Baked Polenta Fries with Queso
I made these crispy little baked polenta fries one day for lunch. Later in the day somebody asked what I did that day and I replied with a casual, “Not much!”
What I thought was: “I ATE ALL OF THEM.”
It’s true. I didn’t share. Heck… I didn’t even invite anybody. It’s definitely a recipe for more than one, but I’m not a quitter.
I get that it might be a hard sell to make polenta and then make fries out of that polenta, but I just want you to bookmark these (or pin ’em, yum ’em, etc.) The next time you are making grits or polenta, just make more and know that you’ll be making these with the leftovers.
Of course, you can make polenta just to make these. I did and I regret NOTHING.
1) Bring water to a simmer in a large pot with salt. Once simmering, whisk in corn meal.
2) Cook polenta, stirring regularly over low heat, until polenta is thick and has a soft bite to it. You might need to add a bit more water if it gets too thick. It should take 15-20 minutes to cook.
3) Let polenta cool for a minute and then pour polenta out onto a baking sheet lined with plastic wrap. Spread polenta out into a thin (1/4-inch thick) layer. Chill for at least an hour or overnight until polenta is completely set up.
1) Preheat oven to 375 degrees F. Cut chilled polenta into long fries, about 2-3 inches long. Lay out on a baking sheet lined with parchment paper, leaving a little room between each fry. Drizzle fries well with olive oil and season with salt and chili powder.
2) Bake fries for 20 minutes, then flip, and bake for another 20 minutes. You can keep baking these if you want them even crispier. It’s hard to over-cook them!
1) Melt butter in a small pot over medium-low heat. Whisk in flour and cook for a few minutes until the roux turns a tan color.
2) Whisk in milk slowly until mixture is like a light gravy. Then whisk in grated cheese. Season with salt and pepper and keep queso warm over very low heat until fries are done.
Serve polenta fries drizzled with queso or use it as a dip!
Baked Polenta Fries
This recipe falls into that double-cook category of recipes. It can be a tough sell for people because you basically have to cook the polenta twice. It’s not that it’s hard to do, it just takes a tiny amount of planning!
It all starts with good polenta. I like to use a coarse corn meal.
You can cook polenta in water, stock, or milk. I like to use milk and butter when I’m making a really rich grits. Sometimes I’ll use stock if I have some good homemade stock around, but honestly it’s fine to just use water with a big pinch of salt.
Bring the water to a simmer and whisk in the polenta. It’s really important to whisk it in because it’ll clump like crazy otherwise.
It’s tough to give a really accurate cooking time for polenta. If you’re simmering it slowly, it should take around 20 minutes to get soft and thick. During this time you might need to whisk in more water if it gets too thick. You kind of just have to watch it and use your best judgment.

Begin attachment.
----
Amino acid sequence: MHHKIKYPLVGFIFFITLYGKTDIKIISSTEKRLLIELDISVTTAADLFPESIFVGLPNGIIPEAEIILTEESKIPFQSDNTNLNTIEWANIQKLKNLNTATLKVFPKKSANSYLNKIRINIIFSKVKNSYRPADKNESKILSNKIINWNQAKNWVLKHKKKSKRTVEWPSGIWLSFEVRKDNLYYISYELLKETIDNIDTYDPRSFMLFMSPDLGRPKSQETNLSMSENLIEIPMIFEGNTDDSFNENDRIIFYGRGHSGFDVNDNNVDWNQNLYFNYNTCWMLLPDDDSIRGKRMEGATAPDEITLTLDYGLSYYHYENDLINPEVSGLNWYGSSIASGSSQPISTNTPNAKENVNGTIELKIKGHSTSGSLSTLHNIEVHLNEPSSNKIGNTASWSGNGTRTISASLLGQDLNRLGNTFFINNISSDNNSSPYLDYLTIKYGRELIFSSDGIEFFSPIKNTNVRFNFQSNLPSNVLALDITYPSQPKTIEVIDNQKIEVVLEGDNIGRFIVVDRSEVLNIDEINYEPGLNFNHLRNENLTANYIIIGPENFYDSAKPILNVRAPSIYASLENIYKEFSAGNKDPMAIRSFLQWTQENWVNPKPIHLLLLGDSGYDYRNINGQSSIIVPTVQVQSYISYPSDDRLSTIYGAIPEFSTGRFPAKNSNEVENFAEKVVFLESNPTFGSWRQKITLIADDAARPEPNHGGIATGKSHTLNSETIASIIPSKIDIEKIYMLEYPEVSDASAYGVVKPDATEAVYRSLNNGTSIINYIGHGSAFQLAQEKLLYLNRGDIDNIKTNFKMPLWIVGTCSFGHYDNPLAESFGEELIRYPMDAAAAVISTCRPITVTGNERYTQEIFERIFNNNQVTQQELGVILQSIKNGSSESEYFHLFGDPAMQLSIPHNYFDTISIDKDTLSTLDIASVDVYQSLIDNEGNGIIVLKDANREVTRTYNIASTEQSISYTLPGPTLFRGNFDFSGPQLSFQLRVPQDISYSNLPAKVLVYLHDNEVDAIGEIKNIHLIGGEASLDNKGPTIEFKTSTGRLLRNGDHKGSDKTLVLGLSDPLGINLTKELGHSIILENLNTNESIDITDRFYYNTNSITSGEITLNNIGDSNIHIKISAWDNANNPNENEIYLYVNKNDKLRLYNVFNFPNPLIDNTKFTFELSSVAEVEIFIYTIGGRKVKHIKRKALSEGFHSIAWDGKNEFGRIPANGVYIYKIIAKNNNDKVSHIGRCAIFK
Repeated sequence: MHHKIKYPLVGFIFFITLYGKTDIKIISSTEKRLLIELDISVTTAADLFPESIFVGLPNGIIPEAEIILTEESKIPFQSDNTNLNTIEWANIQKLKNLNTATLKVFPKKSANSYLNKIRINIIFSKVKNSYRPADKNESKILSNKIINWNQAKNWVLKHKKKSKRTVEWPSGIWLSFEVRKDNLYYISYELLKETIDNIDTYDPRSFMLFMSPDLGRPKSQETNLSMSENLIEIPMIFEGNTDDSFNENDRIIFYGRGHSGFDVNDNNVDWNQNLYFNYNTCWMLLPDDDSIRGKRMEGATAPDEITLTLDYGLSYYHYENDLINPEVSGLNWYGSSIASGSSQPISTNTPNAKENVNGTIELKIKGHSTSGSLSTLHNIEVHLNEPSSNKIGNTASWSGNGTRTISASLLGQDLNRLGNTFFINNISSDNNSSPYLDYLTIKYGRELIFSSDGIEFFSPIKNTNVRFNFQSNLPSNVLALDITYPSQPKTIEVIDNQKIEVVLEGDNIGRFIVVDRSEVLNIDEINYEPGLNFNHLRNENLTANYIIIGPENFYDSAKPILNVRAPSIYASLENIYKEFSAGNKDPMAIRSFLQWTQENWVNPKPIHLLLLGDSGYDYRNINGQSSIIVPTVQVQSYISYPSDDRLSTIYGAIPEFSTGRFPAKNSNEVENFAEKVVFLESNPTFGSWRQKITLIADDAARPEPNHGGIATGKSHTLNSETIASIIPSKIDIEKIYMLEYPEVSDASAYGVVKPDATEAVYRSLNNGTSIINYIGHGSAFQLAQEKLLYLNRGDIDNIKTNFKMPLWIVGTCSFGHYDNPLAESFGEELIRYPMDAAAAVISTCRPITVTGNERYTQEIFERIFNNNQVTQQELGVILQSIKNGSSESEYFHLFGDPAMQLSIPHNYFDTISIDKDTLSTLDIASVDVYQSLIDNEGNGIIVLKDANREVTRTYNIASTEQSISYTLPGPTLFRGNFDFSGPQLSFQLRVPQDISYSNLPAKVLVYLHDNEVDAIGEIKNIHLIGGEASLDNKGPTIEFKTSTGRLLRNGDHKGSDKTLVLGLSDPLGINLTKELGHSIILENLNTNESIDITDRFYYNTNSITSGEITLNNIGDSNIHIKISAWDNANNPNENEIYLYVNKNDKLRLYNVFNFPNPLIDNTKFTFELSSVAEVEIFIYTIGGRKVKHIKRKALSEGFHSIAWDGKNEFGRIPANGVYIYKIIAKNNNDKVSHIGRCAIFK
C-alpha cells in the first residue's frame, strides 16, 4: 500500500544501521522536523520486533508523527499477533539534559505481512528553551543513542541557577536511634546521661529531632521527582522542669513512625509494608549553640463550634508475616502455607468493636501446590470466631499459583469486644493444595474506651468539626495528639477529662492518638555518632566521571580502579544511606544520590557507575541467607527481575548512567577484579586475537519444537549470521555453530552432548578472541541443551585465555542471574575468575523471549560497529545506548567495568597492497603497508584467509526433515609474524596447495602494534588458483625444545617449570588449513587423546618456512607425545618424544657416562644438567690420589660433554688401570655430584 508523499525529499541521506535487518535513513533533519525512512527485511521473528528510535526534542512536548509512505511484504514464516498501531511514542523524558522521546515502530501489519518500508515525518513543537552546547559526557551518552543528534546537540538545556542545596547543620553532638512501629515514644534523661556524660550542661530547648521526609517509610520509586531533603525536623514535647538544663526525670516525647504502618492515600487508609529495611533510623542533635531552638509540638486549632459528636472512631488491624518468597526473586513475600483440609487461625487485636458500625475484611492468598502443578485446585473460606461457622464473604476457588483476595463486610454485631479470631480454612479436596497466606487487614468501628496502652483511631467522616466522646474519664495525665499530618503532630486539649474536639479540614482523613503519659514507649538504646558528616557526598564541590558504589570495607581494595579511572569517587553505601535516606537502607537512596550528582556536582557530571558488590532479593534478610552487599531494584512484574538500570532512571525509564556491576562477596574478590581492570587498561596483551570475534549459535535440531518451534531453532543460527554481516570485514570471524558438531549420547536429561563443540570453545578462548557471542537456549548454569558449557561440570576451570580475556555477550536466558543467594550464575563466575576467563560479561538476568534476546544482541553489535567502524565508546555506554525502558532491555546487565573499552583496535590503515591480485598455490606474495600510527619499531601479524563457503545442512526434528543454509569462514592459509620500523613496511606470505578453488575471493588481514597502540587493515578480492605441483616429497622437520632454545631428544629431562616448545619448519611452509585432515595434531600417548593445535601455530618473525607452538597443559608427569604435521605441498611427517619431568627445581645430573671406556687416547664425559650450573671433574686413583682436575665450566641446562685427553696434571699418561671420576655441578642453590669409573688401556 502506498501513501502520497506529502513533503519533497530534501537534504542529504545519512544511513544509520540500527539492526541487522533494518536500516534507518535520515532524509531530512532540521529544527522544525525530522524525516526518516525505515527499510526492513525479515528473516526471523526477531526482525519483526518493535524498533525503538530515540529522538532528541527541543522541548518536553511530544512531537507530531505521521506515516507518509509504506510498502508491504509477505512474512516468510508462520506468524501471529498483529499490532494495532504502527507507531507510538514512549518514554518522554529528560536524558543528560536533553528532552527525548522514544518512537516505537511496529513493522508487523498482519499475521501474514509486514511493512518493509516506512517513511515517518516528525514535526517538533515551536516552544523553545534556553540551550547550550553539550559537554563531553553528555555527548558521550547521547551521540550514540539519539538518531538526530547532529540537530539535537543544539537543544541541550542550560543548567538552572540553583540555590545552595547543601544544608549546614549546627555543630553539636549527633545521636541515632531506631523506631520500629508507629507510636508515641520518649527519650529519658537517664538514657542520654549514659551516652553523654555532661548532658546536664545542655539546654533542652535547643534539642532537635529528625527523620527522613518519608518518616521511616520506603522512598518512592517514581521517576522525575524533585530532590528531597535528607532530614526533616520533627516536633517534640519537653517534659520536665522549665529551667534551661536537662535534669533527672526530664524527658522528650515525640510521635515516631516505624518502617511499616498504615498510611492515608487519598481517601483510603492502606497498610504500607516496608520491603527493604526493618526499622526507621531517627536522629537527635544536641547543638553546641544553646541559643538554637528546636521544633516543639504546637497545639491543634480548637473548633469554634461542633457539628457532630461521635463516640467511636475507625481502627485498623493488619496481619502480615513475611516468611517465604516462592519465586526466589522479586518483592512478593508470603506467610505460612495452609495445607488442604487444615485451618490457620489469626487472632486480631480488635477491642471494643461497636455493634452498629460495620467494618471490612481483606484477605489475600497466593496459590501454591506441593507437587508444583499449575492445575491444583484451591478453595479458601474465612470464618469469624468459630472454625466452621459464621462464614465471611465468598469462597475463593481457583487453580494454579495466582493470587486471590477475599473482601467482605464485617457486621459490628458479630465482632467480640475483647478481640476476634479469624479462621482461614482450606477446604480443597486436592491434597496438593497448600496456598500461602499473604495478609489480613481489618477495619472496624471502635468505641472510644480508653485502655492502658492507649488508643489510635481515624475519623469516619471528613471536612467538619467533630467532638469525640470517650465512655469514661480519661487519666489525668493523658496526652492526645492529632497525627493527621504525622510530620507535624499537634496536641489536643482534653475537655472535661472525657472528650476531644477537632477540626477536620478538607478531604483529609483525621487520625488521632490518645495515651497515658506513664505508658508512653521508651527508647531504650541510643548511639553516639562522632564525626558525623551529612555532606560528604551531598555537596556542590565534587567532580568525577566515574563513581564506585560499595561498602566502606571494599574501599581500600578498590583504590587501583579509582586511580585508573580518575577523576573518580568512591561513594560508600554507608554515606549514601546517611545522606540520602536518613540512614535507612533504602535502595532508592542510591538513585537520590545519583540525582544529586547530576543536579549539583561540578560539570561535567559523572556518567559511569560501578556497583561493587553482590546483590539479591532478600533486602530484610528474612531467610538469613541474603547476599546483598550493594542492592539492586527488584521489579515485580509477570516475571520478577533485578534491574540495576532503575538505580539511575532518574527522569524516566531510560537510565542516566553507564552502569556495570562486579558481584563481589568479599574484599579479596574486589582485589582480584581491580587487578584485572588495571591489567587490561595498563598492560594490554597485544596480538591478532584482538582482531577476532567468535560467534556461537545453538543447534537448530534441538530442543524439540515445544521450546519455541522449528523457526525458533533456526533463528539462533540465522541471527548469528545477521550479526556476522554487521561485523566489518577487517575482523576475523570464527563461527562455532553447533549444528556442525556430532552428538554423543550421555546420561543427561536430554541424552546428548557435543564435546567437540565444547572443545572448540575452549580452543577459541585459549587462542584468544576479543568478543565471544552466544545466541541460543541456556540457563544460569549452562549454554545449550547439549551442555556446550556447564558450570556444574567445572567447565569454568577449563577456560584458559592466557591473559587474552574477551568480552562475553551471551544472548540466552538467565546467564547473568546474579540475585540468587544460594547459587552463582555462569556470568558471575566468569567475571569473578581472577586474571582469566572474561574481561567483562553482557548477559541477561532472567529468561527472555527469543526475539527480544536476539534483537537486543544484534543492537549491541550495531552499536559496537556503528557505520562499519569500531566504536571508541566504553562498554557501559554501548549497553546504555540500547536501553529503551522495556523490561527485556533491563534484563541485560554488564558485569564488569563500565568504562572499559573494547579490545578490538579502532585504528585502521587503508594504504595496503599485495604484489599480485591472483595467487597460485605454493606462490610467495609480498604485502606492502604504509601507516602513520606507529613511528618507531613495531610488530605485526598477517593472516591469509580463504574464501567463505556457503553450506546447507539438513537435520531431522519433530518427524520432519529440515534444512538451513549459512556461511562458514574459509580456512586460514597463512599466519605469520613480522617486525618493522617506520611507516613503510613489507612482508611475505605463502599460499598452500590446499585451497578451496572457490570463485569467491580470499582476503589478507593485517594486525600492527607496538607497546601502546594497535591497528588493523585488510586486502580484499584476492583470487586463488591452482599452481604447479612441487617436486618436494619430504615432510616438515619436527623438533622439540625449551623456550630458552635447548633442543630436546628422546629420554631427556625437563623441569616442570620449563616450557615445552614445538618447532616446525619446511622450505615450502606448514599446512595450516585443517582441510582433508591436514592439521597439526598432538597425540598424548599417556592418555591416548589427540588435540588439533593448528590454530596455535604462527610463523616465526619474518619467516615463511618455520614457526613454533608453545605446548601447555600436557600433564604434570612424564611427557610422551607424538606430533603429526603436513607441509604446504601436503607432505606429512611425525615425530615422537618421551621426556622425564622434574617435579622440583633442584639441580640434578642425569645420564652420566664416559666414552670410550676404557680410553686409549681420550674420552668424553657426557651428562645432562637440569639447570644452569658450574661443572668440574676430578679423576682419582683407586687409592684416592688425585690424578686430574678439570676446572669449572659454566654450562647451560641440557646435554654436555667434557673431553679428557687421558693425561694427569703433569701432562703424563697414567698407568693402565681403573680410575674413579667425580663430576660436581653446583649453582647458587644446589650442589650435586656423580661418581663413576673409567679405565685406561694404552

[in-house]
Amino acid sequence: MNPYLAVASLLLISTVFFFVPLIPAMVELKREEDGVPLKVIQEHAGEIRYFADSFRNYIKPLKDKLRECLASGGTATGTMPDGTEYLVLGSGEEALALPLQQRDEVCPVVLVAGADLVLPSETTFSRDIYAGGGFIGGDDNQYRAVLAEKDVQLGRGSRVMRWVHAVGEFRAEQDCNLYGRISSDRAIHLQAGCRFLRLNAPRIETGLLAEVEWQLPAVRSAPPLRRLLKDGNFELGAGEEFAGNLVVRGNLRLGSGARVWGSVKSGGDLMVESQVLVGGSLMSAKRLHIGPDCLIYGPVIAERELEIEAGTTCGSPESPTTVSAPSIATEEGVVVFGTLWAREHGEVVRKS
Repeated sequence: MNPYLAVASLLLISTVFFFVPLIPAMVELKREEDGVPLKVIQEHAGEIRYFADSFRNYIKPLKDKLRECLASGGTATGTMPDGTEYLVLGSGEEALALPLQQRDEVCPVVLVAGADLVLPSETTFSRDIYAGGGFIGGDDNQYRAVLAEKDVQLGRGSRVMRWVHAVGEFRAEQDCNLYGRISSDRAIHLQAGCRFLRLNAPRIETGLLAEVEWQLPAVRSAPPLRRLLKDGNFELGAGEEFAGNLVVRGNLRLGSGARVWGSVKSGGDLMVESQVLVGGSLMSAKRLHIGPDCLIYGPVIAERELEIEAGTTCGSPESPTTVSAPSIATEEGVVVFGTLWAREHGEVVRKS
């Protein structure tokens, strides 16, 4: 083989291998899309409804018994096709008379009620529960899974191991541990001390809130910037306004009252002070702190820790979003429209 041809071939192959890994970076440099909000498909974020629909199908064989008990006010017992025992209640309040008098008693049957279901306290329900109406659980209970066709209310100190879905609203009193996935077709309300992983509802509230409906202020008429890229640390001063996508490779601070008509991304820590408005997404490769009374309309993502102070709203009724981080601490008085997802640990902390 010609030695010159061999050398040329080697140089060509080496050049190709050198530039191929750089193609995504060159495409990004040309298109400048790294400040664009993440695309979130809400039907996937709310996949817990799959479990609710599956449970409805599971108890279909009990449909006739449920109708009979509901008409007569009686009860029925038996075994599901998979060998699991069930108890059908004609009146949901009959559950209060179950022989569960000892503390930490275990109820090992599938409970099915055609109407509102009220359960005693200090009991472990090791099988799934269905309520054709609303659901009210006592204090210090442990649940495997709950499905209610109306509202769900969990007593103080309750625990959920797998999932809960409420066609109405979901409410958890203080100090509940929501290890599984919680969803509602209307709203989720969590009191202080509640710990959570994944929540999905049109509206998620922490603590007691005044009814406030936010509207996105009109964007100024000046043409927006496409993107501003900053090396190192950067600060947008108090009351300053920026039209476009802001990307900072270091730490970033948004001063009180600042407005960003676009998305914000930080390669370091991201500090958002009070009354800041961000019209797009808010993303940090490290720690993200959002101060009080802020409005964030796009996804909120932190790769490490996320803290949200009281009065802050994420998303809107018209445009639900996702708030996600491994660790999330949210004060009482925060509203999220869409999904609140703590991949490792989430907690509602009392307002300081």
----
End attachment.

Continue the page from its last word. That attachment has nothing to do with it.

When the polenta is cooked, let it cool a bit and then spread it out in a thin layer on a baking sheet lined with plastic wrap.
Making the Fries
Once your polenta is cooked and spread out, it has to cool. Honestly, I just let it sit overnight but it would probably set up fine after an hour or two in the fridge if you were in a rush. Again, this is why this recipe is really great for leftovers.
When you’re ready though, peel your polenta off the plastic wrap and cut into thin strips.
Lay these out on a baking sheet lined with parchment paper. Drizzle them with a heavy glug of olive oil and season them with salt and chili powder.
These will need to bake for 30-40 minutes to get nice and crispy. Use that time to make some queso!
Okay… the queso really only takes 10 minutes to make so you can also do laundry or something?
Anyway, just whisk the butter and flour together over medium-low heat to form a roux. Then whisk in the milk and cheese! Season it with salt and pepper and you’re ready to go.
Polenta is a sturdy subject and it can take a lot of cooking. Don’t worry about overcooking these guys. They will just get crispier and crispier.
I like to bake mine for about 20 minutes, then flip them and bake for another 15-20 minutes.
You can go longer, but that should get you there.
Ideally you can hold up a fry and it will stay nice and straight. In other words, it’s crispy and can be dipped in delicious queso.
Because I wasn’t intending to share these, I just drizzled my queso over the whole mess of polenta fries and put my phone on do not disturb.
Make polenta (or grits). Make more than you need. Then make these.